In January 2013 my husband was diagnosed with prostate cancer. Thankfully, after surgery he was cancer free. But in May 2015 our whole world seemed to turn upside down when he came home with a very unusual sore in his mouth. Fearing the cancer had returned, Tony went to our family doctor and was immediately sent to an oral surgeon for a biopsy. He had the results within days, but the outbreak spread like wildfire.

Last year was shaping up to be a very important year. I had just gotten an associate degree in journalism and was all set to transfer to a four-year university in the fall to pursue my B.A. On top of that, I turned 21 in February and was looking forward to savoring all the exciting things young adulthood had to offer. It was during this very same month that everything changed.

Working for the IPPF has been something I have been interested in doing for about five years, since my pemphigus vulgaris finally got under control. I knew from my first contact with the Foundation that this is an amazing group of people. I am proud of the way our community pulls together and rallies for each other; it’s amazing how we sincerely care about one another.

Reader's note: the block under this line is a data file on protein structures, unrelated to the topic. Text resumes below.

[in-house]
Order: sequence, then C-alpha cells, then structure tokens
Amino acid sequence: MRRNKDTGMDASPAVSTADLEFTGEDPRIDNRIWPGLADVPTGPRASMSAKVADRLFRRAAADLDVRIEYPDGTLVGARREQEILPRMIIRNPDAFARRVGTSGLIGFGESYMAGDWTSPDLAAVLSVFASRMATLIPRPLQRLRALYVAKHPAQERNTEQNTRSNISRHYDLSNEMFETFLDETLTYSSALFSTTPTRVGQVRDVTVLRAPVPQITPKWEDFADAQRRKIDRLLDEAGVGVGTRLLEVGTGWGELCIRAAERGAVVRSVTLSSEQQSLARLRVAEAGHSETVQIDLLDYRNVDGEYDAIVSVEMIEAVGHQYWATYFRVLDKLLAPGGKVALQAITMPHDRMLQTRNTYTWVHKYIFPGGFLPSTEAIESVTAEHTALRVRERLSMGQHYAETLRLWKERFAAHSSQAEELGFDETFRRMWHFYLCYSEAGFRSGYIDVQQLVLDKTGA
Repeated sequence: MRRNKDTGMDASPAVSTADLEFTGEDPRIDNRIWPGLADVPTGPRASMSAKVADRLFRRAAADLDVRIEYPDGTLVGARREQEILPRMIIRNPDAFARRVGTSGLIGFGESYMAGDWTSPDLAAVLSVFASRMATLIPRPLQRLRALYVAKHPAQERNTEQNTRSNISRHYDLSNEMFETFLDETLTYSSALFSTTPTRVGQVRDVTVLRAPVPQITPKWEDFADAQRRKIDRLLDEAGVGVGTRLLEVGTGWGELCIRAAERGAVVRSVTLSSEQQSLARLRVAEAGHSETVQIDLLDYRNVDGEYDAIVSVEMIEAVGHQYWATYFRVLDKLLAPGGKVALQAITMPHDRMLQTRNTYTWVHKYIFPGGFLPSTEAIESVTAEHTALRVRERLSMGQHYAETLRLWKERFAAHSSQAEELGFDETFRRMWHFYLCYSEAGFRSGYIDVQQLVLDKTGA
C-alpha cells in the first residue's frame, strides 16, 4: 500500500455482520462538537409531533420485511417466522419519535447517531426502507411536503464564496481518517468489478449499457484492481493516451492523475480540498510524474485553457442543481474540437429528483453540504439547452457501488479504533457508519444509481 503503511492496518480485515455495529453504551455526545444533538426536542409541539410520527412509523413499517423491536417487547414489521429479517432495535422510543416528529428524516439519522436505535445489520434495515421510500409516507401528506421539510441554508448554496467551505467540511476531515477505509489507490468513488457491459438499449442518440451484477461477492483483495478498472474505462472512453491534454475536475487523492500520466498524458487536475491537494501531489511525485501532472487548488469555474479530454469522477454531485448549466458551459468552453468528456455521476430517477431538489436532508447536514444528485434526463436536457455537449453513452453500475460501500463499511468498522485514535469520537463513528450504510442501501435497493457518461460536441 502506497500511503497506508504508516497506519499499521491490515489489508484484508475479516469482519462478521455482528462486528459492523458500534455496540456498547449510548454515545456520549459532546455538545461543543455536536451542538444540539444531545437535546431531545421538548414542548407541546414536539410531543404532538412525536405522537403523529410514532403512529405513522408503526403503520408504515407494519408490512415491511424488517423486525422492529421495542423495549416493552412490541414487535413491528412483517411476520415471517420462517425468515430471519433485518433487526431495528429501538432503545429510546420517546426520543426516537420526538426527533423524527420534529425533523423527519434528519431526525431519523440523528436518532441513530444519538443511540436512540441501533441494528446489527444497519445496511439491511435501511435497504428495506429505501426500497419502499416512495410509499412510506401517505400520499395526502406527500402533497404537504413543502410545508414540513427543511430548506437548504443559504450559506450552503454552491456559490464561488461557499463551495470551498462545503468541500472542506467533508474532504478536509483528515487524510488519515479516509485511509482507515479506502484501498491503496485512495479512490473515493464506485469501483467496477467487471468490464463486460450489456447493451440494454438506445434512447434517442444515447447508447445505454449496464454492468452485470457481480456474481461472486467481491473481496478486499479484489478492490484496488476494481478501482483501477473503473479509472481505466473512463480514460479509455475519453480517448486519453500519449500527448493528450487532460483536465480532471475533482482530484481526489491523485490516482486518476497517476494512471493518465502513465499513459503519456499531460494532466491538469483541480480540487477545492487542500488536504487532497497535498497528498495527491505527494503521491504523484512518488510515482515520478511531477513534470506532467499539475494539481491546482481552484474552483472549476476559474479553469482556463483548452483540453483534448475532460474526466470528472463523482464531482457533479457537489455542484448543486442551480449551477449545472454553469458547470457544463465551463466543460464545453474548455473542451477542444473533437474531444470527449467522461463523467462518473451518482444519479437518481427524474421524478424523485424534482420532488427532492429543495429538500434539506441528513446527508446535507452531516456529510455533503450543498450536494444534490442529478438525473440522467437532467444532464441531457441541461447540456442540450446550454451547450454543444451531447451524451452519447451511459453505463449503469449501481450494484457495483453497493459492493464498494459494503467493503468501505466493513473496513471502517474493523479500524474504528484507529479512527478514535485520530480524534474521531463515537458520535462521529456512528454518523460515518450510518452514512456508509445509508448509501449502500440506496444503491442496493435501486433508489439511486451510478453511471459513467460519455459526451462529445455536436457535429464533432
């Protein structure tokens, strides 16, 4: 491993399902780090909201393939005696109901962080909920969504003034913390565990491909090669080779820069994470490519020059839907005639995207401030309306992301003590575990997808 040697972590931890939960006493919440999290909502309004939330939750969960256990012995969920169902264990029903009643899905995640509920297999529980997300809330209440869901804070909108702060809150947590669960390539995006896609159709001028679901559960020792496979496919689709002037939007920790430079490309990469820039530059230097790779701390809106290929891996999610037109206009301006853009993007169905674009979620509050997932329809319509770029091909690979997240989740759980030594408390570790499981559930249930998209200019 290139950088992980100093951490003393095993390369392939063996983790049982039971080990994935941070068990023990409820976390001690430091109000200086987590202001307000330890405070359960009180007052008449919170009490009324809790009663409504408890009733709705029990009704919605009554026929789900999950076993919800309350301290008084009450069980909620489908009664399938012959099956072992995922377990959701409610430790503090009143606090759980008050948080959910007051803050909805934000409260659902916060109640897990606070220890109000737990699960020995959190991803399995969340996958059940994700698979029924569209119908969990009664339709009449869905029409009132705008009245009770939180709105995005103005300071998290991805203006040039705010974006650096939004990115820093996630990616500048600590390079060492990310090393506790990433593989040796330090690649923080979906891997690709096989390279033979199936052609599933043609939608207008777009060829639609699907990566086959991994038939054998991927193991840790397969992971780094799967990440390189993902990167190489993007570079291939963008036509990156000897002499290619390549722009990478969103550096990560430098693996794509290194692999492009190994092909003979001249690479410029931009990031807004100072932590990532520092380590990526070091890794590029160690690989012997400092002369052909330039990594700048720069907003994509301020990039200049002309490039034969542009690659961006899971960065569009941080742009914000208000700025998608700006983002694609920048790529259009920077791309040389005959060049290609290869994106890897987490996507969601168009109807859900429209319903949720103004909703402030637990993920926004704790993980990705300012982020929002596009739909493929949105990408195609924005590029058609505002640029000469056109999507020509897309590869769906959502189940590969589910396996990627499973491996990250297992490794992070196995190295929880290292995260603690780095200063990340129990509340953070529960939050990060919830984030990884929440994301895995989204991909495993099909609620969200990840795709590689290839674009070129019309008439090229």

As a Patient Educator for the IPPF, I have the fantastic opportunity to travel around the country to different dental schools and give lectures on my journey with pemphigus vulgaris (PV). It’s an empowering experience to have a hundred people listen to my story at once. But it’s also important that the audience relates to me. I’m a person, not just a patient.

While you are seeing a qualified dermatologist who is treating you for your Pemphigus Vulgaris, Bullous Pemphigoid, Pemphigus Foliaceus, Mucous Membrane Pemphigoid, etc. you might also be seeing your own dentist, OB/GYN, internist, ophthalmologist or ear/nose/throat specialist.

Please be sure that all of your doctors are aware of your condition and that they have access to your dermatologist.  It is important that they know the medications and dosage that you are taking for each medication.